To clean or not to clean printed circuit boards?
EP&T MagazineElectronics Production / Materials Electronics
There are many factors that come into play when determining between the ‘No Clean’ process versus a ‘Cleaning’ process of printed circuit boards (pcbs). Complicated by two key drivers, the first factor is increasing pressure to reduce the cost to build the assemblies, while the second is the need to build increasingly complex pcbs that are potentially going into harsh environments. The fact remains that there is a choice and how one goes about deciding what is right choice for your assemblies involves looking at a number issues and making an educated decision. This article looks at all the factors that go into making the choice.
The electronics assembly industry has evolved over the years and turned predominately to a ‘no clean process’ to the point where more than 90% of all pcbs assembled in the world use this process.
For many years high reliability pcbs have utilized no clean technologies successfully in the telecom, automotive, industrial controls and computer industries. A No Clean process was chosen to reduce the cost per assembly, decrease cycle time and reduce material handling defects by eliminating the cleaning process. It also avoids the increasing costs of floor space, equipment, chemicals, water and electricity that are all required to run the cleaning process.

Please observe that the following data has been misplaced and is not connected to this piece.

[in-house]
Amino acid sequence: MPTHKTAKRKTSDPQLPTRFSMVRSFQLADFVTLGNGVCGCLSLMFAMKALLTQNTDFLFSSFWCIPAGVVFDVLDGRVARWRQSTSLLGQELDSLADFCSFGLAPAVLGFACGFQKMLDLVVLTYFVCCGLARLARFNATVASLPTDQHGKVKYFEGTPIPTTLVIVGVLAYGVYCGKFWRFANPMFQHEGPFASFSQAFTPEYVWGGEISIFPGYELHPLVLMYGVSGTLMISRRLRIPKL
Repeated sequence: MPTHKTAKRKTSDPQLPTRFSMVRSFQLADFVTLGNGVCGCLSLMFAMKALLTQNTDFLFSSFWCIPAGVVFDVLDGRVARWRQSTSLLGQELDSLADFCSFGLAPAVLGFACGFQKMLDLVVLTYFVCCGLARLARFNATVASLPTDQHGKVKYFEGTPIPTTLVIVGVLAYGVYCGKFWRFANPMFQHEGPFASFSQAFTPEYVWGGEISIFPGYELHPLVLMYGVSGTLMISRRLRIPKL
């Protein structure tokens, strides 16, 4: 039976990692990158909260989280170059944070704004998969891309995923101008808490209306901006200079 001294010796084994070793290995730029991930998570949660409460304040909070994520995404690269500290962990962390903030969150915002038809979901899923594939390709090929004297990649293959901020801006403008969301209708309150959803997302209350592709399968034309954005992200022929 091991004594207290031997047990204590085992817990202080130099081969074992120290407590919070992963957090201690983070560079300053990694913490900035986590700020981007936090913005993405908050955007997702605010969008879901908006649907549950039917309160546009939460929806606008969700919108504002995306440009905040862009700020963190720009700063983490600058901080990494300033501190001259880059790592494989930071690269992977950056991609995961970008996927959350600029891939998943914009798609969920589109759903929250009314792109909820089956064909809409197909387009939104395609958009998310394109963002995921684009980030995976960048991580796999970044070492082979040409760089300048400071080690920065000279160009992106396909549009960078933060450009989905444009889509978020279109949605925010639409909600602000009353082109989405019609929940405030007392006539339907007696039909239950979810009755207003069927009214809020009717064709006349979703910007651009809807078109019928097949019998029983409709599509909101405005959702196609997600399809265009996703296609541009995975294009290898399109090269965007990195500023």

The early adopters of the No Clean process predominately used high rosin % liquid fluxes in the wave and traditional ‘RMA’ solder pastes with white water gum rosin. This was the same approach that was adopted earlier by the Japanese electronics industry, which to this day uses high rosin content no clean fluxes in the wave and in the solder pastes. Rosin being the key element in ensuring that the residues would not be conductive or corrosive. Over time, our industry has changed and so to have the requirements of the solder paste and wave soldering fluxes. We expect our soldering chemistries to continue providing the same level of reliability but leave no visible residues while maintaining a high first pass yield.
The challenge is to provide no clean materials that satisfy today’s process and reliability requirements have been met. Today’s no-clean solder paste and flux technology are more reliable based on new chemistries. The formulators have been able to blend high reliability rosins with activation systems that allow for head-in-pillow defect resistance for BGA’s and increased solderability of LGA’s and QFN’s, IPC Class III voiding and residues that can be pin tested at ICT while maintaining high surface insulation resistance (SIR).
The rosins used are clear and depending upon the design of the pcb, are not visible. Specifically, the solder resist keep out areas around each pad will allow for the flux not to spread onto the resist becoming visible. It should be noted that these same no clean pastes that have been developed are being cleaned effectively in the state-of-the-art cleaning machines with new chemistries used to effectively dissolve and rinse away the flux residues.
In order to come to an educated decision we must first understand the reasons for cleaning and how they apply to each situation.
Reasons to clean
There are a number of reasons that pcbs should be cleaned. They can be classified into two categories; pcb functionality and incompatibility with downstream processes.